INDIANAPOLIS — Richard Cordray, director of the Consumer Financial Protection Bureau, told a group of business journalists Friday that he is looking forward to being held accountable by them. Moments later, he was defending the agency's power.
"Reporters play an important role in making sure our government operates fairly, efficiently and honestly," Cordray said at the Society of American Business Editors and Writers 49th annual conference in Indianapolis. "This role involves a new task now: keeping the Consumer Financial Protection Bureau accountable to the highest standard."
But Cordray was quickly put to the test, asked by a reporter if the agency had enough "oomph" to be effective, particularly alongside other regulators.
"The [Office of the Comptroller of the Currency] will continue to regulate the financial institutions under its jurisdiction, which is only a portion of the banking community, from a safety and soundness perspective," Cordray responded. "We now have authority over those same banks in terms of how they treat customers and what they do in the area of consumer protection. The same is true of the Fed, the same is true of the FDIC. Those three agencies split up the national banking community. None of them can even comprehensively regulate the national banking community."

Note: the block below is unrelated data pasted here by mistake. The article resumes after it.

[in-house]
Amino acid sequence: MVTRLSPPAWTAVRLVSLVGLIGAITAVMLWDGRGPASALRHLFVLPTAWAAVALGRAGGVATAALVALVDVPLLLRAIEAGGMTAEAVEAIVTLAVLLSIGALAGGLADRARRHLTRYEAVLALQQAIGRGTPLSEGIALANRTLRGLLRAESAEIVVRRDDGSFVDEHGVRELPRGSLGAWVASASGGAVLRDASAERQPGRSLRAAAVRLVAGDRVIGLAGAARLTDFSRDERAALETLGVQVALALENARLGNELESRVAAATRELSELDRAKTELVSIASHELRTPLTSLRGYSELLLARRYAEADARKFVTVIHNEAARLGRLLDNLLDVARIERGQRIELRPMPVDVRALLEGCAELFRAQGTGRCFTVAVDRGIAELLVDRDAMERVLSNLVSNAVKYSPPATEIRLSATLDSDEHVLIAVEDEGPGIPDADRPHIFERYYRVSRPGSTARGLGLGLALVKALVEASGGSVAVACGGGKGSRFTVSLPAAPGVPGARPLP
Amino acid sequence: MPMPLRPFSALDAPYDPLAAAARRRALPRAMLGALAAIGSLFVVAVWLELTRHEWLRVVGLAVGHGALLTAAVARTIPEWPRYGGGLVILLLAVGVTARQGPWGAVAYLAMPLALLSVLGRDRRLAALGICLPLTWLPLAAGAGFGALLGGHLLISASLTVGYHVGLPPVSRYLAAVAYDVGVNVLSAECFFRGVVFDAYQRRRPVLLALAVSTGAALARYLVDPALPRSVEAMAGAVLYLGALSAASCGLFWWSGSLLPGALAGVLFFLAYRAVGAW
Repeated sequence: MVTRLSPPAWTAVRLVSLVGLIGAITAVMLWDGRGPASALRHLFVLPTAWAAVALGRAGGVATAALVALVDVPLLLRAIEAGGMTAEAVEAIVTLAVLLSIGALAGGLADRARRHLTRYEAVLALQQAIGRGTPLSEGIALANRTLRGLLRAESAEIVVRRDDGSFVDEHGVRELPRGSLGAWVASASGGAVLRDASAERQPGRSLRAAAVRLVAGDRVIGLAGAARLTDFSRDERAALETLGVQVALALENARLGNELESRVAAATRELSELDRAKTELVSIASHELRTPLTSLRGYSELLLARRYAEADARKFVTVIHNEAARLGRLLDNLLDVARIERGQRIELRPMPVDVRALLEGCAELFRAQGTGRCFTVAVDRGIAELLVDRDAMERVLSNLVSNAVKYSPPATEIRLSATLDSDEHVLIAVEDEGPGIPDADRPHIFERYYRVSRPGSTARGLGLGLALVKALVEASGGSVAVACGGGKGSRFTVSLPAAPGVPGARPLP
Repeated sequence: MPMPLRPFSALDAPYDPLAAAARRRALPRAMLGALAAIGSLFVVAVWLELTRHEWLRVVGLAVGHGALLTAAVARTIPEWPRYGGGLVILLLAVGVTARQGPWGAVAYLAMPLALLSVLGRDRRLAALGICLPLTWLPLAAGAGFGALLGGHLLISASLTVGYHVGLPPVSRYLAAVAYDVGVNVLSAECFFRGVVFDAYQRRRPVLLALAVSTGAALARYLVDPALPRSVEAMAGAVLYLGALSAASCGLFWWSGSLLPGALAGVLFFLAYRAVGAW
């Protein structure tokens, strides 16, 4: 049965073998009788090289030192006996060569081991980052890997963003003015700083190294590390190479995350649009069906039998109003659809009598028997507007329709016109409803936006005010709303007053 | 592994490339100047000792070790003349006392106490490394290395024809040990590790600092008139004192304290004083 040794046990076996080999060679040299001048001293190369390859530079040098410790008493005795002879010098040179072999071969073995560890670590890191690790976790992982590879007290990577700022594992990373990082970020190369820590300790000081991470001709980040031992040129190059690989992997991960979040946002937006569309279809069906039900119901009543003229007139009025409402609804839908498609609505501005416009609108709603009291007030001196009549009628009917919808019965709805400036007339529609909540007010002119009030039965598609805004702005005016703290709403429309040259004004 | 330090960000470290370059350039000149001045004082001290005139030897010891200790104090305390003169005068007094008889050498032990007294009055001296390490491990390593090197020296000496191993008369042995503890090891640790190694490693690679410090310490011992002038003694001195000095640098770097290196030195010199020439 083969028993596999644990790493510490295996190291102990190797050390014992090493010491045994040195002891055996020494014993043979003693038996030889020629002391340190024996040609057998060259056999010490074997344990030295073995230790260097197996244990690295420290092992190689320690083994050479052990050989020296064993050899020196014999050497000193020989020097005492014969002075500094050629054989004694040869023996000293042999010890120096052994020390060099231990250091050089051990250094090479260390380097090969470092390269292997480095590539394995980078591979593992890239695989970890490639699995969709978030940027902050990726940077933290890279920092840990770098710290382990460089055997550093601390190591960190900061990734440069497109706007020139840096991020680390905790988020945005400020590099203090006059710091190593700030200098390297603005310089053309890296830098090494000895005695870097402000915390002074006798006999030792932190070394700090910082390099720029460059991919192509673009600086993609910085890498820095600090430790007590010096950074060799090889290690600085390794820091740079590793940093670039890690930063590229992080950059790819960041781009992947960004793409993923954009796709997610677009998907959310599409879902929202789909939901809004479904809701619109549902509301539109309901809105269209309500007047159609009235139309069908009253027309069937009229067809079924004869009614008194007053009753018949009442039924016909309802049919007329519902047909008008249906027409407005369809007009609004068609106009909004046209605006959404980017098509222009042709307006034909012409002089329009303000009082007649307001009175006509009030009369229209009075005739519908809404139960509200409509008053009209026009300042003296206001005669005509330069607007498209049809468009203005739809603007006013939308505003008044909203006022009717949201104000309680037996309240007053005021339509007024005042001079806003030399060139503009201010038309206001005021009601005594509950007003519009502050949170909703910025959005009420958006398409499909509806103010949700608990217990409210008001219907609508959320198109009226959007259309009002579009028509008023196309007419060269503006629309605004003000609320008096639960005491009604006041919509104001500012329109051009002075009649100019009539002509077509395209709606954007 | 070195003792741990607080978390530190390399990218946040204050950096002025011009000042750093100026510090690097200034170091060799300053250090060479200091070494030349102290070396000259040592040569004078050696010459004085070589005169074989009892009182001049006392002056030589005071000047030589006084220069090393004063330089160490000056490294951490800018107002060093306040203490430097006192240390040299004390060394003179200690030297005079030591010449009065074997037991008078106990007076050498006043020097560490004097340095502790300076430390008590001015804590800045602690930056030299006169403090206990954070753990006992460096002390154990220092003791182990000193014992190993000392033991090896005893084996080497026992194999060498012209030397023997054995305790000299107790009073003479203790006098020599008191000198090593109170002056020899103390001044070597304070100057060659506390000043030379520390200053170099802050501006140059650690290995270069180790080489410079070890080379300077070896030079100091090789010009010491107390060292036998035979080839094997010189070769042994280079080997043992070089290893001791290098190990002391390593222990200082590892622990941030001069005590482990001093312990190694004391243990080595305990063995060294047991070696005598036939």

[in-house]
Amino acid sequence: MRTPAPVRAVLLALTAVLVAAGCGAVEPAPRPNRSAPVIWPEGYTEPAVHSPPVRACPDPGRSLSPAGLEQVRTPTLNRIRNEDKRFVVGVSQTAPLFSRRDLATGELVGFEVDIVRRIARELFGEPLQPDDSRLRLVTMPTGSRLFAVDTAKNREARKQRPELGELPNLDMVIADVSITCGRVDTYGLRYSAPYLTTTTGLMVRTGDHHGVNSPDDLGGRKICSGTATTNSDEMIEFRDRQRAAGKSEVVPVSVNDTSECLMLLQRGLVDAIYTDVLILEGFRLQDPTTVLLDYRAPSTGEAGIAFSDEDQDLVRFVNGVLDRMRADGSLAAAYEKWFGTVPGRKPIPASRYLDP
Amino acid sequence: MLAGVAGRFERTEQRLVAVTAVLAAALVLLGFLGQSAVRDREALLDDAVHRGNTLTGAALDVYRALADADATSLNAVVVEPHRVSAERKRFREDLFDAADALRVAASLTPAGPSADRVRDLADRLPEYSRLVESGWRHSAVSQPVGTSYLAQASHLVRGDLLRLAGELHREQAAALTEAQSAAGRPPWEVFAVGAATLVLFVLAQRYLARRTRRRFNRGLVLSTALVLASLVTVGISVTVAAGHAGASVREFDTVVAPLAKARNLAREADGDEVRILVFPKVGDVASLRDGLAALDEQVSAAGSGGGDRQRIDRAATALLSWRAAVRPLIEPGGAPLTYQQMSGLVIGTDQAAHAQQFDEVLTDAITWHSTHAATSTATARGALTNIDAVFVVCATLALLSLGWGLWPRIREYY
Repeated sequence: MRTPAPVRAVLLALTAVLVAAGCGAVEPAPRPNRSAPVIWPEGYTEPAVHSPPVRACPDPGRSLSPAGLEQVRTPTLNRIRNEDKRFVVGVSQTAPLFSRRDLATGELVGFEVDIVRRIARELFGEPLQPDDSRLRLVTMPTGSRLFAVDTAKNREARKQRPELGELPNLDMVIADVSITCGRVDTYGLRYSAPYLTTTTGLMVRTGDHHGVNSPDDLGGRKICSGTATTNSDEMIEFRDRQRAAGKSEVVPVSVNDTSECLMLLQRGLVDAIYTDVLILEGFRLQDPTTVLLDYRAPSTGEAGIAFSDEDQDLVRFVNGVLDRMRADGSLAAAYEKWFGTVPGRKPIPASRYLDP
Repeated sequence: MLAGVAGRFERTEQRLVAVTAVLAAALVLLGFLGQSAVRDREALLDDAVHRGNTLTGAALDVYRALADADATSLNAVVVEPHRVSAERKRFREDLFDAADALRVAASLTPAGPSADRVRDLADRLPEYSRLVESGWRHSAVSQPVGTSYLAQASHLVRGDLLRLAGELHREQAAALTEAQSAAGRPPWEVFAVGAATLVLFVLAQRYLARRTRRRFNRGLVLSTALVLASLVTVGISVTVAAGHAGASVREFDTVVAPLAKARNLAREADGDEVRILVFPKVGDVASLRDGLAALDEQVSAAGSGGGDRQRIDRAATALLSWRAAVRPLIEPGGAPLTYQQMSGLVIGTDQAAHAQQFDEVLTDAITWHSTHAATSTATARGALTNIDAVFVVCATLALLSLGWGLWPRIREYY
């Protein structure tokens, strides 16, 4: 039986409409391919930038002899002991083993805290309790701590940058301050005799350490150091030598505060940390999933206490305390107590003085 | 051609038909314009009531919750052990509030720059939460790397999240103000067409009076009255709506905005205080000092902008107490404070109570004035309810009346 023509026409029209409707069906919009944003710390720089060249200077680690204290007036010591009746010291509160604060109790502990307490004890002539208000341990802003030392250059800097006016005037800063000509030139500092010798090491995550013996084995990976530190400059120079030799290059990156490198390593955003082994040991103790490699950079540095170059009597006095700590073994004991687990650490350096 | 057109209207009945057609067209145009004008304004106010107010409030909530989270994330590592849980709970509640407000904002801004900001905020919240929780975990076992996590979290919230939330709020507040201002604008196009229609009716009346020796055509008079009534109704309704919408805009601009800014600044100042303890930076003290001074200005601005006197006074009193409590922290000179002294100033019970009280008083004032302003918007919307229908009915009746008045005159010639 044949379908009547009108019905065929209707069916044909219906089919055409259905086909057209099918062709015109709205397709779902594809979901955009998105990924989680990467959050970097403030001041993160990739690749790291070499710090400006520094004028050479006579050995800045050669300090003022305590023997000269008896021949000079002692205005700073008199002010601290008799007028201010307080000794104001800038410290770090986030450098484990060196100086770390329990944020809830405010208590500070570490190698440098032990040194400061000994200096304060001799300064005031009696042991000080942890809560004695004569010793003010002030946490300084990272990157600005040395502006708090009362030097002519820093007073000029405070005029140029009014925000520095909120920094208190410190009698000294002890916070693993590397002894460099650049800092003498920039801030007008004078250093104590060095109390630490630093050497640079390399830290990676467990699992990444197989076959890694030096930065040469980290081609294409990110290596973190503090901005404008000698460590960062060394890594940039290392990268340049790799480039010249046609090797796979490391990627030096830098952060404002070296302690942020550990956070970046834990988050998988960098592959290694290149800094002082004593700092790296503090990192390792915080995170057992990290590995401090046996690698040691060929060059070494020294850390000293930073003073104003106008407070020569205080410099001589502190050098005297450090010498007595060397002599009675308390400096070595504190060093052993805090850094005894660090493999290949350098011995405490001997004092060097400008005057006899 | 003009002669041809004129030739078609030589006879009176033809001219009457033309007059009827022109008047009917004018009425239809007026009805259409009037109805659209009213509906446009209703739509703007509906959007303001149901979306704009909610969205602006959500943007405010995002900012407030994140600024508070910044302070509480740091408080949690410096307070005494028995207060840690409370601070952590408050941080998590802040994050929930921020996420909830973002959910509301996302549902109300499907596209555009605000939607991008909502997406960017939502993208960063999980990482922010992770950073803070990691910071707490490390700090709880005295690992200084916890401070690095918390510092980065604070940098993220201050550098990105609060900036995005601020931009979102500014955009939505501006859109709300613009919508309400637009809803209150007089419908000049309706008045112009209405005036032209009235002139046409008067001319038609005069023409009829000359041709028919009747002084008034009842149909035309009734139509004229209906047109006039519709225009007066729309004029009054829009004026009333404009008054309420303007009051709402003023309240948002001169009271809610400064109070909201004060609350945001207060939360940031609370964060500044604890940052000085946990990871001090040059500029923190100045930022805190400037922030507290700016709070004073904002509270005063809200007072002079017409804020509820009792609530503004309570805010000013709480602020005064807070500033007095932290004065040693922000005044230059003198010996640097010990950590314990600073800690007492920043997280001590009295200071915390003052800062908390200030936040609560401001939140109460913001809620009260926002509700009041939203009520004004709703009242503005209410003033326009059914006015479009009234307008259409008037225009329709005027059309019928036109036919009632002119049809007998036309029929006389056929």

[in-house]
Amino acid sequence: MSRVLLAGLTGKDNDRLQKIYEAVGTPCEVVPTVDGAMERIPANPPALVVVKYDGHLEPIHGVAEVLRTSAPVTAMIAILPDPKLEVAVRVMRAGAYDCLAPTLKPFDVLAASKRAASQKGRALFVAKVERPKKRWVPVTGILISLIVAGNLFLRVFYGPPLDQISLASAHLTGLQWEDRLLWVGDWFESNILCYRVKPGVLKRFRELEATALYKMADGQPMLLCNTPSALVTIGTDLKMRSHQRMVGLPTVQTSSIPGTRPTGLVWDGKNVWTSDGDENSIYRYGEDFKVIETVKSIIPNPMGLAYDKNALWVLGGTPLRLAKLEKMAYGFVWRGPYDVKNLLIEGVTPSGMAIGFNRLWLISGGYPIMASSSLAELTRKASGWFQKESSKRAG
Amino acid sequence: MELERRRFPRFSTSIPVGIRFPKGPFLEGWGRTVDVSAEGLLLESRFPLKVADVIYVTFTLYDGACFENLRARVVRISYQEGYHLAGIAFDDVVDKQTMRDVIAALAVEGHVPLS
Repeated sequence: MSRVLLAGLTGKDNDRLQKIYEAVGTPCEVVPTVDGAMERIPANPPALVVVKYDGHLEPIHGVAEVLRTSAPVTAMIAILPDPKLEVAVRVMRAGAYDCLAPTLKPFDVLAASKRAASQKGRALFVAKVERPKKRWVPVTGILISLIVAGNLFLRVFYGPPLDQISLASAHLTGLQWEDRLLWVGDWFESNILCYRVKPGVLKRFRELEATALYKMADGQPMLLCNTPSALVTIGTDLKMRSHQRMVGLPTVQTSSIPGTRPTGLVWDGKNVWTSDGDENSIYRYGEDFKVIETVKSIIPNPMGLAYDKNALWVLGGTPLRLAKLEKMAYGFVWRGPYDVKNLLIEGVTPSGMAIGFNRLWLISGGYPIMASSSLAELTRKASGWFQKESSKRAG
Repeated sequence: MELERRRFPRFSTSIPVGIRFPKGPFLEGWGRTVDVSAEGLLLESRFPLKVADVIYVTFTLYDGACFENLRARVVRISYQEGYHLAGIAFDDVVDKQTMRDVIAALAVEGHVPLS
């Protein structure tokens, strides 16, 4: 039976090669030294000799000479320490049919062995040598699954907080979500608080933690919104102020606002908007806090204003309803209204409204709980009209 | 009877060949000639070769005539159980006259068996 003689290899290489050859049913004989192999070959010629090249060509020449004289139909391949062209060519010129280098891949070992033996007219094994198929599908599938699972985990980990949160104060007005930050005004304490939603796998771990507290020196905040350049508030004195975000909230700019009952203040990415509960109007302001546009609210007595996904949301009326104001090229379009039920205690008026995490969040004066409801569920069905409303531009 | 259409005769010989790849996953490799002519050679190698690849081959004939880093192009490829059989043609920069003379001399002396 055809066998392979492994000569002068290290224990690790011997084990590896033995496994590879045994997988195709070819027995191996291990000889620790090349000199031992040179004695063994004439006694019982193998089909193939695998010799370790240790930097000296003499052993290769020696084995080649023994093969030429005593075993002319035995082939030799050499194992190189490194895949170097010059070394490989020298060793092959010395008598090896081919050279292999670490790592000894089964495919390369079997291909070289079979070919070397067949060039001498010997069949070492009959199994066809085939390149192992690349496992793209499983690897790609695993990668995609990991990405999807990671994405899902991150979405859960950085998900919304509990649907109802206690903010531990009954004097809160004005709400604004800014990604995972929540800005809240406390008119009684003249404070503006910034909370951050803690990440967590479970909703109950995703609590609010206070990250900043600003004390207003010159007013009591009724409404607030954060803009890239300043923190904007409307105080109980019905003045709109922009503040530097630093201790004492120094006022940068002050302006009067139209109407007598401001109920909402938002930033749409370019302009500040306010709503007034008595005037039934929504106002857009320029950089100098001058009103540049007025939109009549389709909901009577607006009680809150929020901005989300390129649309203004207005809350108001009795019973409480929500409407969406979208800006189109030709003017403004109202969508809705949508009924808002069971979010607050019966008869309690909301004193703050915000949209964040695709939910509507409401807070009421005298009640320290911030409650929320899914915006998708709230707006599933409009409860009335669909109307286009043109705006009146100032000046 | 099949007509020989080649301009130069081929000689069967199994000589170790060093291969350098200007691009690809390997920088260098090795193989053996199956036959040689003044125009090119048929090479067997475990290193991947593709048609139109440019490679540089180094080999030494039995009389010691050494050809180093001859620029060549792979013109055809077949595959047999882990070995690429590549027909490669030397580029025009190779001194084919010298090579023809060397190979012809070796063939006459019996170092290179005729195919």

Cordray added: "And then when you realize the national mortgage community and the significant competition from non-bank lenders and non-bank servicers, none of which they can touch… it shows how different and more comprehensive the authority we now have."
He said the agency has already come a long way in a brief period of time.
"You opine that we don't have the muscle to do this — we are an agency that is only about six months old and we've only had a director for two months, so I believe we are just getting underway," he said. "We have strong and ample authority to address these problems."
Cordray was also asked if his agency could be disbanded should President Obama not be re-elected. He said he was confident that the proof of its good work would overshadow politics.
"My feeling is that as we do our jobs, we will prove ourselves not only to the public at large, but also with the same people on Capitol Hill, who in the end receive the same comments and input and complaints," Cordray said. "If we are showing progress that is improves lives, I think we can win our critics over."